Grouphead gaskets are confusing, as a number of different versions.

saabracer23 (original poster)

#7: Post by saabracer23 (original poster) »

Coffcarl wrote:With the info you gave me, I would definitely consider fixing this. Typically the small relays on the board get pitted contacts and fail open, but who knows? There are two electronic components plus the touchpad. A power relay, so if no heat, etc start there. The controller has a relay for water level sensing, with probes in the boiler. If the boiler continues to fill. Then you look for scale on the probes and then suspect the correponding relay. There is another small pump relay, as I mentioned.

Since this is the automatic, there must be some logic and transistors on the controller board that completes the circuit to the pump relay. Maybe that is bad?

I did find a replacement controller for my semi for less than 200, so once you identify the part, you may be Ble to find it cheap. Keep in mind it would be the 120v version. Also know that the livia 90 is the Bezzera bz99, so can look for parts and parts diagrams for that.

On mine, i have replaced the controller (gicar controller) once. I think i replaced the main relay, switches on the front, steam wand orings, pump, water tank. I set the pressure and temp a lot lower than when I first bought it.
I checked the main power relay and it appears to be perfectly fine, coil energizes well at 120v and with the contacts closes I measure under 1/4 ohm between the contacts once the resistance of my test leads have been removed. I did open the controller and I did find a few problems. The main capacitor that filters the output of the bridge rectifier had definitely been replaced in the past, you can tell by the solder joints in the pic below. It was replaced with a cheapo Chinese cap and it's ESR measured off the charts, plus being a 220 uF cap measuring 140, so I'm sure it's causing issues. I placed in a Panasonic FC series cap and that covers that. Of the three relays there is one that can be refurbished. A new one would have been a little over $30 so I just polished the contacts and now it is good as new. The other two relays are sealed and are not great. With contacts closed I measured a resistance of over 100 ohms between all of the contacts, not good. Ordered two new relays and they are supposed to be delivered today. There were also 3 SMD capacitors on the other side of the module, a single 10 uF and two 1 uF, I would have replaced them anyways as this module is dated 2003 and heat is quite the enemy of electrolytics, but they did indeed measure poor as well. Replaced them with 105 c Nichicon PW series.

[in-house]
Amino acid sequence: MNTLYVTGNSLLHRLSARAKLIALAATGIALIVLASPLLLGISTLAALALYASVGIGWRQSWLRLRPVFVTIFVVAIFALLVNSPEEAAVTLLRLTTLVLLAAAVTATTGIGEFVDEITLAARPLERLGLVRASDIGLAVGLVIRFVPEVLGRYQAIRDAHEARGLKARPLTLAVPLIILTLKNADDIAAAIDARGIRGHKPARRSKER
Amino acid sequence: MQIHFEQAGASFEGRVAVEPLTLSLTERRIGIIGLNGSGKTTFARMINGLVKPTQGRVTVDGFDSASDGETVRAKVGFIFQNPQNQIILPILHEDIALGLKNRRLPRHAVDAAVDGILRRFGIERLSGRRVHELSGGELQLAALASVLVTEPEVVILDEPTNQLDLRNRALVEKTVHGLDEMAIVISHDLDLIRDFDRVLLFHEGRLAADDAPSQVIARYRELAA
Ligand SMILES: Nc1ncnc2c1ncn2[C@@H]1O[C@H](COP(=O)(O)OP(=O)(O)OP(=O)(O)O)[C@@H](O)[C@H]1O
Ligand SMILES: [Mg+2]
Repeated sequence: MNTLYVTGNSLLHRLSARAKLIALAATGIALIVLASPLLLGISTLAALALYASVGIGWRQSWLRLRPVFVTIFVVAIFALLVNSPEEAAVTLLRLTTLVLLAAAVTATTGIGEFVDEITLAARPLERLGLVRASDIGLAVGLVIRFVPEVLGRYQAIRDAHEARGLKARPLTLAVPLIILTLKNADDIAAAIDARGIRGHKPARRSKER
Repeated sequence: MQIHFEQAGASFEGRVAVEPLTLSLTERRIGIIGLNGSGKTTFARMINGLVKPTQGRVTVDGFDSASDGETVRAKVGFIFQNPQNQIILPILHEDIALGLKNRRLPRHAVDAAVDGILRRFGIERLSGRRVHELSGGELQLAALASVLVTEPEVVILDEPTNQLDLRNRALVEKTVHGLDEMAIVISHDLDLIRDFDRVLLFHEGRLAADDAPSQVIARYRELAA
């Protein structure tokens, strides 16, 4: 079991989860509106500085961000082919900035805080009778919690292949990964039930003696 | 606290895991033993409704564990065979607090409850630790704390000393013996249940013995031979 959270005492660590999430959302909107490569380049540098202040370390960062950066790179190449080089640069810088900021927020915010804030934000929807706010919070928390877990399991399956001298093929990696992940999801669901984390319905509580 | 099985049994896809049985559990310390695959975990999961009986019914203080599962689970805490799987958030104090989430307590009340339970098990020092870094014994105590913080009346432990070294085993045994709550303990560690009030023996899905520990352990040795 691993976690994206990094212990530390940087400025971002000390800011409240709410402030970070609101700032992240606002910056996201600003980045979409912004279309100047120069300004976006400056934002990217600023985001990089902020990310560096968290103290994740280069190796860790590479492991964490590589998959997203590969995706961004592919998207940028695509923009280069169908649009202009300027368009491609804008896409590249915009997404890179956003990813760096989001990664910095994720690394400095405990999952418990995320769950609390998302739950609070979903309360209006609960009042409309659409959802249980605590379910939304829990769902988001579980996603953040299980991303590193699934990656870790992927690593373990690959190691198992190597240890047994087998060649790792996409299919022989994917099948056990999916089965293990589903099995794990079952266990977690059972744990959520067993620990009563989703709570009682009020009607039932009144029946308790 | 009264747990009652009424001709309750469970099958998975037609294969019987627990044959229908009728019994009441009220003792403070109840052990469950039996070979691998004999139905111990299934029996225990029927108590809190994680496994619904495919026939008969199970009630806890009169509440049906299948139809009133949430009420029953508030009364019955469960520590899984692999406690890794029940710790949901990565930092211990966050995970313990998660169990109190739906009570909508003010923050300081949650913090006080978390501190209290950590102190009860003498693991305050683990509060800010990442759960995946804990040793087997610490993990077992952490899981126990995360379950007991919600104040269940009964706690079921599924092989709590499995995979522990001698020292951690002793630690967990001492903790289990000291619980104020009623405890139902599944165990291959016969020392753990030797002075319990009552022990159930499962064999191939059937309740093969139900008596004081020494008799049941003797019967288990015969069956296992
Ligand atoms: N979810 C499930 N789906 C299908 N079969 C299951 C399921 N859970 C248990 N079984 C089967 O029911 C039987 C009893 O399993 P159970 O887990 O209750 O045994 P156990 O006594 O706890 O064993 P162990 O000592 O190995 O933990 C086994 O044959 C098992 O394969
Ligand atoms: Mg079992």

Dan

saabracer23 (original poster)

#8: Post by saabracer23 (original poster) »

ira wrote:Controllers typically have one of a very small trivially easy to find and fix problems. That is assuming you have the proper tools, the one I find most useful is my Hakko 808 powered solder sucker. So, the parts to check. The transformer, they like to fuse because they are Class 2 transformers operated near the limit in a hot environment, next the diode bridge which if you replace I suggest leaving it far off the board so the leads can act as heat sinks, then the big electrolytic which is usually rated for 85C, I replace them with 105C parts on general principals and then the relays. The holes are all plated through and not as bag as you'd like for easy replacement, why I find the powered solder sucker a must. I'm sure other things go bad, but I've repaired about 9 controllers and those are the only parts that ever seemed to break.